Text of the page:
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Intervention by Deputy Minister of Foreign Affairs K. Fragkogiannis at the 5th UN Conference on the Least Developed Countries (Doha, 5–9.03.2023)

Over the past 4 years Greece has paved the way in becoming a pioneering country, particularly by promoting innovative technologies, low-power electronics and environmental sustainability of ICT solutions.Fifth, Encouraging Public-Private Partnerships (PPP)
Public-Private Partnerships can be an excellent way to inspire innovation, especially in more mature areas of the economy.Time is of the essence here – the world is moving toward a knowledge-based society, with the 4th Industrial Revolution further hastening the process. The previous three industrial revolutions generally bypassed LDCs. It would be a grave loss for the international community if they were to be excluded once again. Greece’s specialized workforce is here to help leveraging the power of science, technology and innovation for the sustainable development of the Least Developed Countries (LDCs), by providing the necessary know-how and expertise of our researchers and skilled engineers within a global framework and program of action.
Fourth, Ιntroducing Enabling Policies and Regulations
The Fourth Industrial Revolution (4IR), requires good policy and regulation and will only be possible through coordinated action from various ministries and an approach involving the whole Government.
Thank you.
Eighth, Encouraging Regional Cooperation
Regional collaboration is essential, as many countries do not have the resources to develop meaningful innovation programs. At the regional and international levels, mechanisms such as South-South cooperation and the support of international organizations could be instrumental in overcoming the challenges discussed above. Organizations such as the World Bank Group, the World Trade Organization and others can provide software as well as hardware support to LDCs.
Despite consensus on the transformative potential of Science Technology and Innovation (STI), there is lack of clarity on how Least Developed Countries (LDCs) can effectively implement it for inclusive and sustainable development. There are a number of issues we could look into:
Greece’s Research and Innovation ecosystem comprises 25 Universities and 11 Research Centers of high scientific caliber and co-operates to a large extent with a vibrant business local ecosystem, especially over the past 4 years. Over the current Development Program, we have been financing a great number of Research and Innovation (R&I) Projects performed by innovative businesses and Research Organizations. Approximately 900 R&I Projects are addressing Food security, Environment & Sustainable Development, Clean Energy and Energy Saving, Smart Transportation and Logistics.
We also financed 3 Innovation Clusters targeting Environment & Sustainable Development and 5 Innovation Clusters for the AgriTech Sector.
Sixth, Utilising the United Nations Technology Facilitation Mechanism
The United Nations Technology Facilitation can engage stakeholders from civil society, the private sector and the scientific community, with the overarching objective to strengthen their national STI (Science Technology Innovation) capacities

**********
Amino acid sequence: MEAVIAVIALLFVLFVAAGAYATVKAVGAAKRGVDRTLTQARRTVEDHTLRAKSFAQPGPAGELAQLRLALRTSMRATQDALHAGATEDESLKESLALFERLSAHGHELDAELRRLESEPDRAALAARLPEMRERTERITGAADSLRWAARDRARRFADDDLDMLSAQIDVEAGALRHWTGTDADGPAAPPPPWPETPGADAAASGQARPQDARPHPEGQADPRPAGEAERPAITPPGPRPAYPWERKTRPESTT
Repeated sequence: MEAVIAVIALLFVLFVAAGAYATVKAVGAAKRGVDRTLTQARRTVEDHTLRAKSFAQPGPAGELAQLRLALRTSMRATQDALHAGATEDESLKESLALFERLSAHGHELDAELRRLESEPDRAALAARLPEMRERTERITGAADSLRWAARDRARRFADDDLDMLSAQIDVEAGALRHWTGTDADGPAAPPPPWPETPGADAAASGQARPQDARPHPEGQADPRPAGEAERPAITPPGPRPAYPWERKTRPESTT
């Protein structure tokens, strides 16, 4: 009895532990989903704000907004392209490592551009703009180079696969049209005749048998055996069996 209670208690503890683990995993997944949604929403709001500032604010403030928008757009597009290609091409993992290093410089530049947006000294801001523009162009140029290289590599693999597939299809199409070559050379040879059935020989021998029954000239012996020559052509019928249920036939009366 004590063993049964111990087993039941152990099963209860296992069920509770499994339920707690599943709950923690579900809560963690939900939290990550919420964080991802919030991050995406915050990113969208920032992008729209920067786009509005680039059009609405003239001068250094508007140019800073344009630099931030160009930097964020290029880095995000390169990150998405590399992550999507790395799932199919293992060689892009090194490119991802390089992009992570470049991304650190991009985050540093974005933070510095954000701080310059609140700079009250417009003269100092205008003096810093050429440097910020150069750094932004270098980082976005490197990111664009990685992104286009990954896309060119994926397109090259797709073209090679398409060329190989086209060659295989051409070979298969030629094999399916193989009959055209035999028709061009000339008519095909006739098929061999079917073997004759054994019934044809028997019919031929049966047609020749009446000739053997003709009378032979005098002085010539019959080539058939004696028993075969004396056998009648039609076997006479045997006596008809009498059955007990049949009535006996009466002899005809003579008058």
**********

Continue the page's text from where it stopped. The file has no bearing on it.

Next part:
Finally, a few words about Greece and the topic of leveraging the power of science, technology and innovation.
Third, Encouraging Technology Transfer through FDI
It will be critical to incentivize investment from sources such as foreign direct investment (FDI), by improving regulatory and fiscal frameworks. There are many mechanisms—direct and indirect—through which FDI can generate transfers of technology.
This is just a glimpse of how we, Greece I mean, are leapfrogging into the Fourth Industrial Revolution (after admittedly having lagged behind during the 3rd).
Second, Identifying Niche Opportunities
Some technologies work based on the classic “slicing up the value chain” approach. For example, Artificial Intelligence (AI) relies on big data for its applications. While the higher end of the AI chain like idea generation and eventual application mostly takes place in developed countries, the other end such as data inputs, scrubbing and processing is often done in countries with lower wages. These activities can provide employment and build the skilled workers base that will enable further digital development.
At the same time, 110 accredited startups registered in our national startup registry of Greece, namely Elevate Greece, are innovating by producing new products and services in critical sectors of EnergyTech / CleanTech/ FoodTech, addressing global challenges.
First, Mobilizing all Available Talent
Since the future is digital, it is critical to invest in science, technology, engineering and mathematics. Reform of the educational systems in many LDCs can only be dealt with through strong political determination.
Seventh, Tapping into the United Nations Technology Bank for LDCs
The United Nations Technology Bank for LDCs can facilitate LDC access to existing technologies and foster joint initiatives with relevant partners, including the private sector.
We established 11 new Competence Centers formed by companies and research institutions through Joint Ventures, to support technology production and technology transfer, one of which, one stands for Green Energy and two for Sustainable Development.
Intervention by Deputy Minister of Foreign Affairs K. Fragkogiannis at the 5th UN Conference on the Least Developed Countries / High-level Thematic Round Table 2: Leveraging the power of science, technology and innovation for the sustainable development of least developed countries (Doha, 5–9.03.2023)


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